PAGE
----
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Opinion: Making rad audio for everyone
Opinion: Making rad audio for everyone
March 28, 2012 | By Ariel Gross

March 28, 2012 | By Ariel Gross
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    4 comments
More: Console/PC, Audio



[In this reprinted #altdevblogaday opinion piece, Volition's senior audio designer Ariel Gross examines the problem of creating audio for a variety of sound system setups, and which to cater to.]

Team Audio is tasked with making the game sound amazing for everyone. Every single player should have an equally rad aural experience when they're playing the game. That's a typical goal for most Team Audios out there.

But I'm starting to think that it's not quite the right goal. Or that there's a problem with it. Or something. Let me explain.

Players have all kinds of crazy crap

When it comes to audio, players be crazy. Not meant as a dis. Just an observation. One person might have a high fidelity 7.1 surround sound system with discrete speakers placed perfectly according to THX standards. The next person might have the same system, but all of the speakers are stacked on top of each other like a tower in the center of their room.

And the next person is listening through their old CRT television's stock speakers. And the next guy is listening on amazing headphones. And the next person is listening on earbuds that they got from a plastic egg after depositing a nickel in one of those vending machines.

We never really know what the heck our player is doing when it comes to their sound system setup. The Volition offices are a microcosm of this. Some people here use professional speakers (Team Audio). Some people use headphones (Team Design). Some people use cheap PC speakers (Team Production). Some people use earbuds (Team We Hate Team Audio).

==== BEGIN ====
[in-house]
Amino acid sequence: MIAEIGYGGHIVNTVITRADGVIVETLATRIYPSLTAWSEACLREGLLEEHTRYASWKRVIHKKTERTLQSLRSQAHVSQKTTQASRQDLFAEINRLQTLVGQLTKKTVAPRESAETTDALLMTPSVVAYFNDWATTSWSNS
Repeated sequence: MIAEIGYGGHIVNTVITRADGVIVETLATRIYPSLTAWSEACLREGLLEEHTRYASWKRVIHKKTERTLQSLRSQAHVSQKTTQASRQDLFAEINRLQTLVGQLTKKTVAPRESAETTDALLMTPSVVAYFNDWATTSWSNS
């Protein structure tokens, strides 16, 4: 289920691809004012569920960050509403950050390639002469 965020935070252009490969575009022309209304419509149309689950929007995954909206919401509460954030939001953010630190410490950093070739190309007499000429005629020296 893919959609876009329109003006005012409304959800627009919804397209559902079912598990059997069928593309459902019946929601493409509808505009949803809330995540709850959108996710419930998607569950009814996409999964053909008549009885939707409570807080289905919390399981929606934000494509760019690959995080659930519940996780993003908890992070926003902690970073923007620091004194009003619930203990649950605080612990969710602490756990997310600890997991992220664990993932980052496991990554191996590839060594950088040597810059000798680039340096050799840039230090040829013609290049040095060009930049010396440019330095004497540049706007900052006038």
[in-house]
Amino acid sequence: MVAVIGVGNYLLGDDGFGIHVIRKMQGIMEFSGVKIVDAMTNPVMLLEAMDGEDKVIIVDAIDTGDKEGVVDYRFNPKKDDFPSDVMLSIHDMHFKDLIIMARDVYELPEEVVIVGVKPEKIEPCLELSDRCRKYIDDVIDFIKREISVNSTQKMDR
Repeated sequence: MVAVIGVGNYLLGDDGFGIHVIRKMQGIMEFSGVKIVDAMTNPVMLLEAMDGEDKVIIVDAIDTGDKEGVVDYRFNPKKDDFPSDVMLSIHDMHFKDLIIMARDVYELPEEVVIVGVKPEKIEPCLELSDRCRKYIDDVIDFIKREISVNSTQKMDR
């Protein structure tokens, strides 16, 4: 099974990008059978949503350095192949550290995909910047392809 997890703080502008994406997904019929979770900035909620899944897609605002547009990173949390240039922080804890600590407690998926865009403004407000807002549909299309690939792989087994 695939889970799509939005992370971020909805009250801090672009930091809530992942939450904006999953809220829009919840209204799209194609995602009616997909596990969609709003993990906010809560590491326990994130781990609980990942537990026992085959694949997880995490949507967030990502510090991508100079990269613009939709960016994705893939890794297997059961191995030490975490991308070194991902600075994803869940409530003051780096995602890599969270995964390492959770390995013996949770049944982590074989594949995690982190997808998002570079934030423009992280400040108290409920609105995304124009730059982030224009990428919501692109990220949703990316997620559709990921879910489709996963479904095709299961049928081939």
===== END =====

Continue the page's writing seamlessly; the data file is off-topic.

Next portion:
Again, not meant as a dis. All of these are, of course, perfectly fine means of getting sounds into ears. However, some issues can crop up as a result.

"I can't hear Sound X. Turn it up"

Story time! Also, disclaimer time! This is a dramatization. This didn't happen here at Volition. But I know it has happened elsewhere, and it's not some isolated incident. Team Audios worldwide will be more than happy to regale you with some variation of this story while sullenly drinking their whiskey and/or pink-colored bismuth.

Once upon a time there was an Audio Designer. Our dear Audio Designer had made Sound X and had implemented it into the game. Audio Designer was happy.

Two weeks later, Audio Designer is called over to Project Producer's desk. Audio Designer was scared. Nervous. Vulnerable. Naked. Okay, not naked. No, you know what? Naked. May as well make this story extra weird.

Project Producer was frustrated because they could not hear Sound X very well, and demonstrated this through their cheap PC speakers. Naked Audio Designer responded that the reason that Sound X couldn't be heard very well was because of the crappy sound system that Project Producer was using.

Project Producer frowned. Project Producer rebutted that perhaps Naked Audio Designer shouldn't be testing sounds on top-tier studio speakers and should instead be testing sounds on crappy PC speakers, or television speakers. And why wasn't Naked Audio Designer wearing clothes? Well, that's another story altogether, isn't it? It is.